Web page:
Racial equity in record clearance
States have begun passing laws to provide automatic record clearance and reduce the lifelong collateral consequences of criminal justice involvement. However, these new laws may be inadvertently reproducing racial disparities, according to new research focused on California. The authors show how two policy amendments would reduce these disparities dramatically. This research was conducted with the Possibility Lab, was covered by Wired this summer, and was in the August issue of Law and Society Review. A Vox article about SB 731, which Governor Newsom signed yesterday, also cites this research.
High utilization in San Francisco
A new report shows that a small number of vulnerable San Francisco residents are repeatedly cycling in and out of the county’s health and criminal legal systems each year and represent a disproportionately high amount of utilization of these systems. This research was conducted by the California Policy Lab and the Benioff Homelessness and Housing Initiative at UCSF. Report
Research finds long-run impacts for state training programs
A new report and accompanying policy brief summarizes findings from an in-depth study conducted with the California Workforce Development Board to estimate the impacts of ten workforce training programs that collectively serve over a million Californians each year. Using data from the CAAL-Skills partnership, the authors were able to estimate causal impacts for 8 of the 10 programs. Of those 8 programs, all 8 had positive impacts on participants’ employment prospects, while 5 of the 8 led to increased earnings. Report and policy brief
Three Strikes law in California
California’s Three Strikes law was enacted in 1994, and a new CPL report shows that thousands of Californians have had their prison sentences lengthened because of the law and that more than one-third of people currently incarcerated in California are serving longer sentences because of the law. Report
Outreach to California college students encouraged them to apply for CalFresh
Congress temporarily expanded eligibility for CalFresh benefits to more college students, and in two experiments, researchers tested whether outreach (via email and postcards) about the expanded eligibility would increase applications and enrollment. In the “email only” experiment, sending an email encouraged students to apply and enroll, and sending two emails worked even better. In the “email + postcard” experiment, receiving both an email and a postcard resulted in about 5% of students applying, almost twice as many as compared to students who were sent just an email. This research was conducted with The People Lab. Policy Briefs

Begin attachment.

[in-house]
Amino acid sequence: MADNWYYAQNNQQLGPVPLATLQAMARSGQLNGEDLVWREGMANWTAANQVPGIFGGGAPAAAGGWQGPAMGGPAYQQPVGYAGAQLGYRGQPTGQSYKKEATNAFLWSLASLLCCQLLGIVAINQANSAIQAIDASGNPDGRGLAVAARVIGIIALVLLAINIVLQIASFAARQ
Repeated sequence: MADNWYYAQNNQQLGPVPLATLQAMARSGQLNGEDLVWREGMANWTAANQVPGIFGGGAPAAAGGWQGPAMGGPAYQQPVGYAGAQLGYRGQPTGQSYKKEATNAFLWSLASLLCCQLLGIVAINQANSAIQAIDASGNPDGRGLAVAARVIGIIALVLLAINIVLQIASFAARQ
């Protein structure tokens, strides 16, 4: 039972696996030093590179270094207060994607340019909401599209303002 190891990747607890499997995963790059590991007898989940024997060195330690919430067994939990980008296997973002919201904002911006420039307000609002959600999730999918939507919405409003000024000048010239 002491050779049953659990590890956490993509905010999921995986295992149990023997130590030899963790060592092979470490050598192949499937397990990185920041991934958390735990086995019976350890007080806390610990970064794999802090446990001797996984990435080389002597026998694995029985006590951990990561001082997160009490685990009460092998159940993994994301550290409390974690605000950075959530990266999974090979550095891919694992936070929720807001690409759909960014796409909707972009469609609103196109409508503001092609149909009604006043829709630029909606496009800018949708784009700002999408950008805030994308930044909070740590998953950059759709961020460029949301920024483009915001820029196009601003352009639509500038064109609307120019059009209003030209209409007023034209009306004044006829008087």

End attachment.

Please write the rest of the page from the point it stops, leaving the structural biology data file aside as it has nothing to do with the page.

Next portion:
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Job openings at CPL
The California Policy Lab is growing — please share with your networks and help us find great talent!
Note: we anticipate posting a Research Manager opening on our UC Berkeley team on our career page in the next 1-2 weeks.
Job openings elsewhere
CPL staff, affiliates, and graduate fellows presenting at APPAM’s fall conference
At the fall conference for the Association for Public Policy Analysis and Management (APPAM) CPL staff, graduate research fellows, and affiliated experts will present research on:
- Mental and behavioral health in the criminal justice system
- Food insecurity in higher education
- Impacts of rapid re-housing for single adults experiencing homelessness in Los Angeles
- An evaluation of the Santa Clara Pre-Arraignment Representation and Review project.
- Understanding and evaluating prosecutorial discretion.
- Alleviating administrative burdens.
Presentation: Hashed-linkages for cross-departmental, privacy-preserving linkages (Nov. 17th)
As part of the BITSS Open Research Seminar, Karla Palos Castellanos will present on CPL’s hashed-linkage toolkit on Nov 17th from 9 – 10AM (PT). The toolkit includes a guide for agency leadership, as well as a technical how-to guide for data analysts. The Berkeley Initiative for Transparency in the Social Sciences (BITSS) and the UC Berkeley Library are sponsoring this series, which promotes transparency and reproducibility in social science research. The series is free and open to the public. Registration
Steven Raphael interviewed about new report on Three Strikes in CA
Steven Raphael, a co-author of CPL’s new report on Three Strikes, spoke about the research findings on the Davis Vanguard podcast. Raphael explains that at any given point in time, about 35% of California inmates had their sentences lengthened because of Three Strikes. Raphael also explains that the authors found little to no evidence that the law impacted crime rates. Podcast interview.
Panel series: responsible prosecution
Alissa Skog and Johanna Lacoe were invited to present CPL research as part of a Niskanen Center panel series focused on prosecutorial discretion in the criminal justice system. Lacoe presented on a recent study she co-authored on the impact of a referral to a felony pretrial diversion program on case outcomes and subsequent criminal justice contact in San Francisco. Skog presented on research she co-authored on the impact the Make-it-Right restorative justice program had on recidivism. Recording (scroll down to Panel 3)
Pandemic Made You Want A Better Job? California Has A Grant For You
Till von Wachter is interviewed about the Golden State Education and Training Grant, which provides $2,500 for working adults who lost their jobs during the pandemic. According to the article the grant can be used to pay tuition and fees for a qualified training program, or to buy books, or pay for living expenses while enrolled. The California Student Aid Commission is administering the grant.
Reminder emails and postcards lead to higher rates of CalFresh applications from college students, study finds